When my daughter was born I bought a book called, “One Line A Day.” It is a five year memory book and the intention of the book is to write one sentence daily. Every day for 5 years I wrote a sentence about my daughter. Things we did, funny things she said and all of her milestones…it is all documented in this little book. I now have a book full of everyday, regular moments of my daughter. This little book is one of my most prized possessions.
When I was pregnant with Oscar, I bought the same book for him.
My first entry was on October 6, 2018, the day he was born.
But I struggled breast feeding, I saw a lactation consultant several times over the first few weeks and Oscar had regular weight checks with our doctor as well. I was exhausted and stressed, but I still wrote. Then he started having seizures, we later learned of his diagnosis and our days continued to be filled with appointments.
So that is what I wrote about, because that is all we were doing back then.
What a strange memory book.
I did write in it daily. At least for a little while. Eventually the appointments started to spread out and I became aware of how difficult it was to find something to write about. So when I would reflect on that day and what Oscar had done or accomplished it was a struggle to come up with even one sentence. This was really disheartening. So I stopped writing in his book. In fact I didn’t write in his book for almost a year.
What was I supposed to write?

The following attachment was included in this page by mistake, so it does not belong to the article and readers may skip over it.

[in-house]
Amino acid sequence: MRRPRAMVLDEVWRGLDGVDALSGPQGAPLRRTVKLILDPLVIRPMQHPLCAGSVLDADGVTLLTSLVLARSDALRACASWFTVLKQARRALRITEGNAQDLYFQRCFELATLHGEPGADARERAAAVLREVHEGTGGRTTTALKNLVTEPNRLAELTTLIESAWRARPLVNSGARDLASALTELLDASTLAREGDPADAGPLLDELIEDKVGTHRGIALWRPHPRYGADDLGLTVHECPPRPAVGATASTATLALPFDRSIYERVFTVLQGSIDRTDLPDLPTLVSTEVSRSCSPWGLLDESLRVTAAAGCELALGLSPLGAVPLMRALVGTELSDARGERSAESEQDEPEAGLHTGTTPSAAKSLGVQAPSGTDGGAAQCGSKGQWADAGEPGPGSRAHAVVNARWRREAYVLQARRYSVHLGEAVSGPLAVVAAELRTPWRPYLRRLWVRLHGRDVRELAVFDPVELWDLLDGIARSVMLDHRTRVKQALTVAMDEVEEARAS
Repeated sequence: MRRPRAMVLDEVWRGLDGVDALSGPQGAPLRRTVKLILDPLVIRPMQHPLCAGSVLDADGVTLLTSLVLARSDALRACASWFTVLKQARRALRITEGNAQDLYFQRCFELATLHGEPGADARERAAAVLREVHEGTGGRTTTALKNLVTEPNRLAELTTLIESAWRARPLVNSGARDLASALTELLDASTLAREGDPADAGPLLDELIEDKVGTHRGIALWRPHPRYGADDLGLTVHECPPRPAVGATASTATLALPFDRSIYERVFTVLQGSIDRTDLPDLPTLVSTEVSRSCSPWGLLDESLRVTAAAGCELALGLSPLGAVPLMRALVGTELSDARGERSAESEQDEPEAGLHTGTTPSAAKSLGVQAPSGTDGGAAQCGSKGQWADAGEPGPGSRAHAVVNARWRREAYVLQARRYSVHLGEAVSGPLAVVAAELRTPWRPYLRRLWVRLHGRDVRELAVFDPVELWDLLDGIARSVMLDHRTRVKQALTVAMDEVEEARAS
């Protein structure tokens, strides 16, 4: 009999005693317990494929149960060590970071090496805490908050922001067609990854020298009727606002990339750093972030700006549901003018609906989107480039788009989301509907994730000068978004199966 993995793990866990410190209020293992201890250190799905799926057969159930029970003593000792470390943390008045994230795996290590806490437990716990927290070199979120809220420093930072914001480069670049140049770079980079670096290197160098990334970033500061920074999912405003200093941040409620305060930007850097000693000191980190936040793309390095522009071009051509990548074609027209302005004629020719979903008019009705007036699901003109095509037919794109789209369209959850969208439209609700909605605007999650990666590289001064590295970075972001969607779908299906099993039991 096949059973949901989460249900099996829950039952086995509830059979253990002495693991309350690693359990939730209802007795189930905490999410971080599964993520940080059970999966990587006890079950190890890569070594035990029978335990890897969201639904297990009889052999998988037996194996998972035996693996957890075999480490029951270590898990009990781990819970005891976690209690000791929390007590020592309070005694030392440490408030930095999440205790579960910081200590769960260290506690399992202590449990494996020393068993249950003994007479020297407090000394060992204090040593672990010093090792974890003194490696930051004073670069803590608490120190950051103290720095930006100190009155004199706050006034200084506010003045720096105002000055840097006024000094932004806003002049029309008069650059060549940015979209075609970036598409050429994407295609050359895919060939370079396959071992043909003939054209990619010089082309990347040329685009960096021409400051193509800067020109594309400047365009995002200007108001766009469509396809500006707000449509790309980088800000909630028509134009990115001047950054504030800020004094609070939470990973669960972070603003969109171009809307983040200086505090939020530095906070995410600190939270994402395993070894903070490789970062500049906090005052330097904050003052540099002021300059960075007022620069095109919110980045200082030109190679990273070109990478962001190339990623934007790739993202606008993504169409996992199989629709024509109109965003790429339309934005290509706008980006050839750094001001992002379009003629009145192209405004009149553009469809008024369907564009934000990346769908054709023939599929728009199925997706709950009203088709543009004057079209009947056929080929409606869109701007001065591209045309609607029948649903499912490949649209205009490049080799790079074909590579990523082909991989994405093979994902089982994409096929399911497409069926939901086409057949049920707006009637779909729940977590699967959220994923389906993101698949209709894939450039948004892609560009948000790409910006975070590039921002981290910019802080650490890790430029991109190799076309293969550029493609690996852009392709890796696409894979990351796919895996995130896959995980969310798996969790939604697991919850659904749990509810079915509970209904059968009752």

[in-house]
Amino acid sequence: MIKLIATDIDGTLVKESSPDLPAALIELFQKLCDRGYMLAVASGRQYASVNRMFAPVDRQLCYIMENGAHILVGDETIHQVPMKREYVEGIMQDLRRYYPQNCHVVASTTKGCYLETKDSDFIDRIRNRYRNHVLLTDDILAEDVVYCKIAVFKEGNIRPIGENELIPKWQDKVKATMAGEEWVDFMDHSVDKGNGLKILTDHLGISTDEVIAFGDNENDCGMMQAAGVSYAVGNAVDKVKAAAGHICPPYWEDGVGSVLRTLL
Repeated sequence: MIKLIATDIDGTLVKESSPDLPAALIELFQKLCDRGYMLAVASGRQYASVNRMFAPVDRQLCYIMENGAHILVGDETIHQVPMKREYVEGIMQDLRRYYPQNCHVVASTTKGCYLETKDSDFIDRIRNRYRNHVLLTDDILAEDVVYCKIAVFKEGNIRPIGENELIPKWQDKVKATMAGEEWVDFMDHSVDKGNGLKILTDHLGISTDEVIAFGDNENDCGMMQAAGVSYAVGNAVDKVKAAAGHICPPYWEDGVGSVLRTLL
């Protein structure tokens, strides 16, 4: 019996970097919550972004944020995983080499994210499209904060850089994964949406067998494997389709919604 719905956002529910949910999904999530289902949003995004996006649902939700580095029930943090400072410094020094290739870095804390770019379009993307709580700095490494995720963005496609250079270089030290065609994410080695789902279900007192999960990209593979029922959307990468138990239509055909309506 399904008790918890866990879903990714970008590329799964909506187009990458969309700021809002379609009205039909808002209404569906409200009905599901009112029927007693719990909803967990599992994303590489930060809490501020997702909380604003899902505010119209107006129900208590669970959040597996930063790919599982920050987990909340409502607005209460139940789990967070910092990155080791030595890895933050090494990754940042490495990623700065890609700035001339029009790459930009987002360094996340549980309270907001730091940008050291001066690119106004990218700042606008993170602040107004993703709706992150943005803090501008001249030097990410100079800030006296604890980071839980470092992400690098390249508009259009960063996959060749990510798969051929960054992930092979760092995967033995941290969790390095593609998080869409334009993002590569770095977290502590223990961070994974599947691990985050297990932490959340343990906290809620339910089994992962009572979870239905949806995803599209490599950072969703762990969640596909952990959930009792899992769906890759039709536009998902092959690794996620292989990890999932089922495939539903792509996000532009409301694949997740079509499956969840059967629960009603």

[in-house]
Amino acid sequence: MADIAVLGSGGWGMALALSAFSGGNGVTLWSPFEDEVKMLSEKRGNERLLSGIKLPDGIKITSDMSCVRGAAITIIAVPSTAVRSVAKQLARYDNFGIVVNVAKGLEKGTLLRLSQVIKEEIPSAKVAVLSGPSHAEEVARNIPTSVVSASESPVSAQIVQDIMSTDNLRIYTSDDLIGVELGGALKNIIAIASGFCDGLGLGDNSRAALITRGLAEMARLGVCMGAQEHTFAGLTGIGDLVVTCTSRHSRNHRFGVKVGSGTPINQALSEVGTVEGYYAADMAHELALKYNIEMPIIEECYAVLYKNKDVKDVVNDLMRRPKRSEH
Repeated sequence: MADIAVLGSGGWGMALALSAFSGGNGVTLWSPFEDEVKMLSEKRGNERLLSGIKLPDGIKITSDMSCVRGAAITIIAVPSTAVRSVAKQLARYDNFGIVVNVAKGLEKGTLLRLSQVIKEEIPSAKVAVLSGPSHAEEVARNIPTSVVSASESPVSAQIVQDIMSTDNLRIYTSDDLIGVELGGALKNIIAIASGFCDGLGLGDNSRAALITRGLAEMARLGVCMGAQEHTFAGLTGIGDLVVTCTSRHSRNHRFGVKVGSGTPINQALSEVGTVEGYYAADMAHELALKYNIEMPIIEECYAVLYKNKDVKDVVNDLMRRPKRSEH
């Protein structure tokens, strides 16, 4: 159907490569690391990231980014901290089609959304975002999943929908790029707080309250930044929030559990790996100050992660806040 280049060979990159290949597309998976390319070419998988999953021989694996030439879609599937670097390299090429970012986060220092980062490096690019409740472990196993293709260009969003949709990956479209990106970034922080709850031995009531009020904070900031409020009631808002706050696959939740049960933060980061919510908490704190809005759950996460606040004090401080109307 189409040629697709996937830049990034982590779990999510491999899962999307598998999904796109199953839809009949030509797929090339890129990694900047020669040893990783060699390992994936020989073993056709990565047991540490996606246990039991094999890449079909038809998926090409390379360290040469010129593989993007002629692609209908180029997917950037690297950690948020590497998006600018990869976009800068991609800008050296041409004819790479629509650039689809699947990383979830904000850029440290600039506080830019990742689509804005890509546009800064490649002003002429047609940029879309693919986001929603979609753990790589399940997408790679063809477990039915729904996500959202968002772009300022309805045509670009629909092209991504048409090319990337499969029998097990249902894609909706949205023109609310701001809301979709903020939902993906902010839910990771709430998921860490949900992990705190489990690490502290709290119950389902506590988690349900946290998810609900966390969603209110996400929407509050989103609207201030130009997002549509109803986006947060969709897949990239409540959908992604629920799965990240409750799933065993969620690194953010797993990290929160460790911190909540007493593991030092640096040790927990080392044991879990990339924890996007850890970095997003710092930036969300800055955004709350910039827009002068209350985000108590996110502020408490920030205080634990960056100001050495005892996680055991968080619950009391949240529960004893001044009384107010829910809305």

That we went to an appointment that day? That you struggle to eat? That we did your home therapy with the same goals? That you are still really quiet?
What was I supposed to say?
It was a struggle. It hurt. So I stopped.
Then of course I felt guilty because Olivia has this book filled with all of her childhood memories and Oscar doesn’t.
Over the last couple of months I have noticed that Oscar does something new almost everyday. He now can drink from a proper straw… that is something I could write in my book. He points at himself when we say “Oscar”… there is another thing I could write. He now climbs stairs, plays with cars, and tries to jump. He loves books, “Happy Birthday” seems to be his new favorite song, and he loves to create his own “music” too. What he is able to do is very different from other three year olds, but nonetheless worthy of documentation.
Has his learning curve just rapidly progressed? Or is it that I have just improved my ability to notice all of his abilities?
Either way, on his third birthday I decided to put his book back on my nightstand and I set a pen beside it.
I have started writing in his book again.